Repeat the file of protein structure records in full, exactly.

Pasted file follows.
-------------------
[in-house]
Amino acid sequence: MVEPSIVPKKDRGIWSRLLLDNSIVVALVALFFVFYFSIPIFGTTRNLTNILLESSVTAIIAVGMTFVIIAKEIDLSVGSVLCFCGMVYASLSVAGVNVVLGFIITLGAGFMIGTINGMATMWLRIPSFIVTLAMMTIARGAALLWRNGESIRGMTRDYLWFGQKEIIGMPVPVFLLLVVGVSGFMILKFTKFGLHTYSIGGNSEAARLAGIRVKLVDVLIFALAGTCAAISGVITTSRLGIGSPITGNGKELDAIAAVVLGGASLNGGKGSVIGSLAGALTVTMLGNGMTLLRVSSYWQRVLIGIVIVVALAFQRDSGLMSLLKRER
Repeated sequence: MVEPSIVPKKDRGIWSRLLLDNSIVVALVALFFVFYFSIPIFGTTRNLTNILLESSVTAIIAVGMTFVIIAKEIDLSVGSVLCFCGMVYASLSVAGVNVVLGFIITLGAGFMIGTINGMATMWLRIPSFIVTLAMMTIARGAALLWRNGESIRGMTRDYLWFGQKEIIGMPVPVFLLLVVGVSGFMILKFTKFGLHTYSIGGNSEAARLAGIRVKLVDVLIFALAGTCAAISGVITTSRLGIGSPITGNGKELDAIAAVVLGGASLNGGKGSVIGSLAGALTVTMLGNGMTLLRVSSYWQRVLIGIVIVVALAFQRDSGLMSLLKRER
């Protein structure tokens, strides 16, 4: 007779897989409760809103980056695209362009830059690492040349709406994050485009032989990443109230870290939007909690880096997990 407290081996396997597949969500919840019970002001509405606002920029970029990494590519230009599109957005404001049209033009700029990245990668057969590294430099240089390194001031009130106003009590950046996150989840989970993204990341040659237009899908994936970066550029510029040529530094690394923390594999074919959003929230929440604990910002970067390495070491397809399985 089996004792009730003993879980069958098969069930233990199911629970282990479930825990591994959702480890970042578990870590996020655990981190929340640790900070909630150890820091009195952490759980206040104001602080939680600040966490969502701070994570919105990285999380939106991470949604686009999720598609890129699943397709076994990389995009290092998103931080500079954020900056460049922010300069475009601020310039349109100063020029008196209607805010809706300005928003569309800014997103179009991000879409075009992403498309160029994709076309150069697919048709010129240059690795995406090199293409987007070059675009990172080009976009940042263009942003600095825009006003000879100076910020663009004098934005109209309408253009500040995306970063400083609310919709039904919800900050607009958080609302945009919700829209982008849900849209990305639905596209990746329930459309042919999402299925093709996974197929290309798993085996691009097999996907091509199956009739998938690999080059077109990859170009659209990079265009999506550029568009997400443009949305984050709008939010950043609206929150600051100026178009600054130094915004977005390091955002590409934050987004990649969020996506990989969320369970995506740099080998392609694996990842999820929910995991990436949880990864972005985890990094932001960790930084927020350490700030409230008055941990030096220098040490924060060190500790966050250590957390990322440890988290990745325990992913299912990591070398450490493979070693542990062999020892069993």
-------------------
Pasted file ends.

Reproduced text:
[in-house]
Amino acid sequence: MVEPSIVPKKDRGIWSRLLLDNSIVVALVALFFVFYFSIPIFGTTRNLTNILLESSVTAIIAVGMTFVIIAKEIDLSVGSVLCFCGMVYASLSVAGVNVVLGFIITLGAGFMIGTINGMATMWLRIPSFIVTLAMMTIARGAALLWRNGESIRGMTRDYLWFGQKEIIGMPVPVFLLLVVGVSGFMILKFTKFGLHTYSIGGNSEAARLAGIRVKLVDVLIFALAGTCAAISGVITTSRLGIGSPITGNGKELDAIAAVVLGGASLNGGKGSVIGSLAGALTVTMLGNGMTLLRVSSYWQRVLIGIVIVVALAFQRDSGLMSLLKRER
Repeated sequence: MVEPSIVPKKDRGIWSRLLLDNSIVVALVALFFVFYFSIPIFGTTRNLTNILLESSVTAIIAVGMTFVIIAKEIDLSVGSVLCFCGMVYASLSVAGVNVVLGFIITLGAGFMIGTINGMATMWLRIPSFIVTLAMMTIARGAALLWRNGESIRGMTRDYLWFGQKEIIGMPVPVFLLLVVGVSGFMILKFTKFGLHTYSIGGNSEAARLAGIRVKLVDVLIFALAGTCAAISGVITTSRLGIGSPITGNGKELDAIAAVVLGGASLNGGKGSVIGSLAGALTVTMLGNGMTLLRVSSYWQRVLIGIVIVVALAFQRDSGLMSLLKRER
């Protein structure tokens, strides 16, 4: 007779897989409760809103980056695209362009830059690492040349709406994050485009032989990443109230870290939007909690880096997990 407290081996396997597949969500919840019970002001509405606002920029970029990494590519230009599109957005404001049209033009700029990245990668057969590294430099240089390194001031009130106003009590950046996150989840989970993204990341040659237009899908994936970066550029510029040529530094690394923390594999074919959003929230929440604990910002970067390495070491397809399985 089996004792009730003993879980069958098969069930233990199911629970282990479930825990591994959702480890970042578990870590996020655990981190929340640790900070909630150890820091009195952490759980206040104001602080939680600040966490969502701070994570919105990285999380939106991470949604686009999720598609890129699943397709076994990389995009290092998103931080500079954020900056460049922010300069475009601020310039349109100063020029008196209607805010809706300005928003569309800014997103179009991000879409075009992403498309160029994709076309150069697919048709010129240059690795995406090199293409987007070059675009990172080009976009940042263009942003600095825009006003000879100076910020663009004098934005109209309408253009500040995306970063400083609310919709039904919800900050607009958080609302945009919700829209982008849900849209990305639905596209990746329930459309042919999402299925093709996974197929290309798993085996691009097999996907091509199956009739998938690999080059077109990859170009659209990079265009999506550029568009997400443009949305984050709008939010950043609206929150600051100026178009600054130094915004977005390091955002590409934050987004990649969020996506990989969320369970995506740099080998392609694996990842999820929910995991990436949880990864972005985890990094932001960790930084927020350490700030409230008055941990030096220098040490924060060190500790966050250590957390990322440890988290990745325990992913299912990591070398450490493979070693542990062999020892069993």